In the exhibition sense and the medicine, which emphasizes the fact that the doctor uses all his senses to diagnose the disease suffered by the patient, is presented to us a collection of stethoscopes, of which a specimen used in 1816 by its inventor René Laennec, which shows the amazing evolution of this instrument amplifying the sounds in the body.
Photo: Museum of science and technology of Canada
The walls of The crazy kitchen are covered with optical illusions that will amaze kids big and small.
Like four locomotives were built between 1911 and 1938, The crazy kitchen has been preserved of the old museum. With its floor tilted 12 degrees, which deceives our senses, this house dating from 1967 has always been very popular with the public. Its exterior walls are now covered with optical illusions that will amaze kids big and small.
The exhibition dedicated to the sound we will discover the sound analyzer of Koening dating back to 1889, a phonautograph, designed by Alexander Graham Bell in 1874, a theremin, the first electronic musical instrument and the first synthesizer was created by the canadian physicist Hugh Le Caine. Visitors will also be able to experience the true silence in a room anechoic, while the children will create their own music on turntables interactive giant.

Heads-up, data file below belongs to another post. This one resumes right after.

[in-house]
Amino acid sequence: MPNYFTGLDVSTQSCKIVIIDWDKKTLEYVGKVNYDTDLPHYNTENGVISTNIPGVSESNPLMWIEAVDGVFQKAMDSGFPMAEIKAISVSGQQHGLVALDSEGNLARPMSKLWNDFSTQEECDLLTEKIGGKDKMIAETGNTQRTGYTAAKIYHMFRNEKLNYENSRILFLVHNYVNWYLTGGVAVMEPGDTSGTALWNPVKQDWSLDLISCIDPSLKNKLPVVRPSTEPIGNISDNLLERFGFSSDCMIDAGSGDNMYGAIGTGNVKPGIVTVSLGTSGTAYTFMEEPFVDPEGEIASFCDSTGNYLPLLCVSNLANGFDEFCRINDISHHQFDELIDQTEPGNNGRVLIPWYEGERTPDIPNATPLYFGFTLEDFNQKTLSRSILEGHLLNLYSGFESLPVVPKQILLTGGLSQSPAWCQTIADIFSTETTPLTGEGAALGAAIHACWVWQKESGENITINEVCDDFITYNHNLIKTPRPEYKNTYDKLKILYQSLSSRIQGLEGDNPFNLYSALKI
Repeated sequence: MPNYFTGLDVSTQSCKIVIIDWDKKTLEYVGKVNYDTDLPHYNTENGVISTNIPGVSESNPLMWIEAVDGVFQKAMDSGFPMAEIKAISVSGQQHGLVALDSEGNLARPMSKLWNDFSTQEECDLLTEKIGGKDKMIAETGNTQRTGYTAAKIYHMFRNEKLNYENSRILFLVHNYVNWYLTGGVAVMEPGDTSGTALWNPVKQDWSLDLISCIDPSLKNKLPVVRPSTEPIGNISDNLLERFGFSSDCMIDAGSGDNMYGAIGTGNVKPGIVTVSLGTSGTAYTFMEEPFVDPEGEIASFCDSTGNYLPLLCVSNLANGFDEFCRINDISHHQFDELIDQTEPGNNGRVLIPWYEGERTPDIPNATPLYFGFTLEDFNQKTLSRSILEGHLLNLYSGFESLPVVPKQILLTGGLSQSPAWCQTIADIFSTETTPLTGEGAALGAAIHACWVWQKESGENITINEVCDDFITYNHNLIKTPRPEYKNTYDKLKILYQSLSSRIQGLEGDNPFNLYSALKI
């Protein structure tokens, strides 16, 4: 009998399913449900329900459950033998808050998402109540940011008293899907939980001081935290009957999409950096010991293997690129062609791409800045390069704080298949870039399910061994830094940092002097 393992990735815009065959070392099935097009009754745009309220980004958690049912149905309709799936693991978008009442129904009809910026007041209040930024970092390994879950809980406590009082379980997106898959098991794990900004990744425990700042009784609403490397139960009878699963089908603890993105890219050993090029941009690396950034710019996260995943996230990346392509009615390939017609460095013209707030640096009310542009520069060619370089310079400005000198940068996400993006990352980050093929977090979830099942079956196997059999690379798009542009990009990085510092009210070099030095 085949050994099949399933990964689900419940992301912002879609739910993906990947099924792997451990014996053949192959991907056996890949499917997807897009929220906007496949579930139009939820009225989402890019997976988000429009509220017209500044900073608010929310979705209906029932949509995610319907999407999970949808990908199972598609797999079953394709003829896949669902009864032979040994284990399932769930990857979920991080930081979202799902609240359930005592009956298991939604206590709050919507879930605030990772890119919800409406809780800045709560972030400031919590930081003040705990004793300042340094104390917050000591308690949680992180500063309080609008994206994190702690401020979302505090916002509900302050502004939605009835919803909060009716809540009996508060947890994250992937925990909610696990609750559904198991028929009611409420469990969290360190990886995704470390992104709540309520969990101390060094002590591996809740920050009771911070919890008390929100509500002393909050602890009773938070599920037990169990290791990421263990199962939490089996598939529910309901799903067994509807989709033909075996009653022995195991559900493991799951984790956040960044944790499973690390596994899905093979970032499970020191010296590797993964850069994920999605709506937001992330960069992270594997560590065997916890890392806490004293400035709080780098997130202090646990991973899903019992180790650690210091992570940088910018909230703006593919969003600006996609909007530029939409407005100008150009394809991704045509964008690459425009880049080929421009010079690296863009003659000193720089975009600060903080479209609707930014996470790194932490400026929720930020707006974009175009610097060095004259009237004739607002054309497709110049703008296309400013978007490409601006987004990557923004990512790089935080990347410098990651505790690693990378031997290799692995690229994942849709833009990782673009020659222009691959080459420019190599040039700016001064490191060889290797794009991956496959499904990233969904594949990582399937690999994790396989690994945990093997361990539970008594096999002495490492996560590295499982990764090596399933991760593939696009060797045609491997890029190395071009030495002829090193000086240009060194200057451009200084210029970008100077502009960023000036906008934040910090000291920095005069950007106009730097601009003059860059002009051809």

The exhibition Back to the re-sources addresses topics, such as materials and energy, in an original and concrete. In particular, an automobile, a toaster, a smartphone and a salad are exposed in version exploded, and accompanied by the list of materials and elements that compose them. A periodic table on a giant screen allows you to assemble the elements of our selection and discover the products that you can get from their combination. Visitors will also have the chance to see a fuel bundle for a CANDU reactor and the experimental prototype of a nuclear fusion reactor that was developed in the 1980s to Varennes.
Bicycles to honor
As the museum has the largest collection of bicycles in the world, these are featured in the exhibition In the midst of nature, which tells, the specimens supporting the evolution of it. Two other exhibits are devoted respectively to ” technology ready-to-wear “, including dentures and eye (glasses) and many other appendages, such as watches, pacemakers) that we add to our body, to increase the functions, as well as the technologies that household that have lived in our daily lives since the Second world War and which remind of the childhood memories to older visitors.
An open area specifically equipped for children of eight years and under, named ZOOOM, offers nine experiments. One of them invites the child to build a car that he will be able to test the performance on race tracks to rugged. During the ascent of a rock climbing wall, climber and grass will meet with six different flavors that it will have to identify.
Visitors are also invited to design their own electric circuit to the electric light, robot, or other device, a scientist at the space diy Exploratek.
The Museum of science and technology of Canada
1867 St. Laurent blvd., Ottawa (Ontario)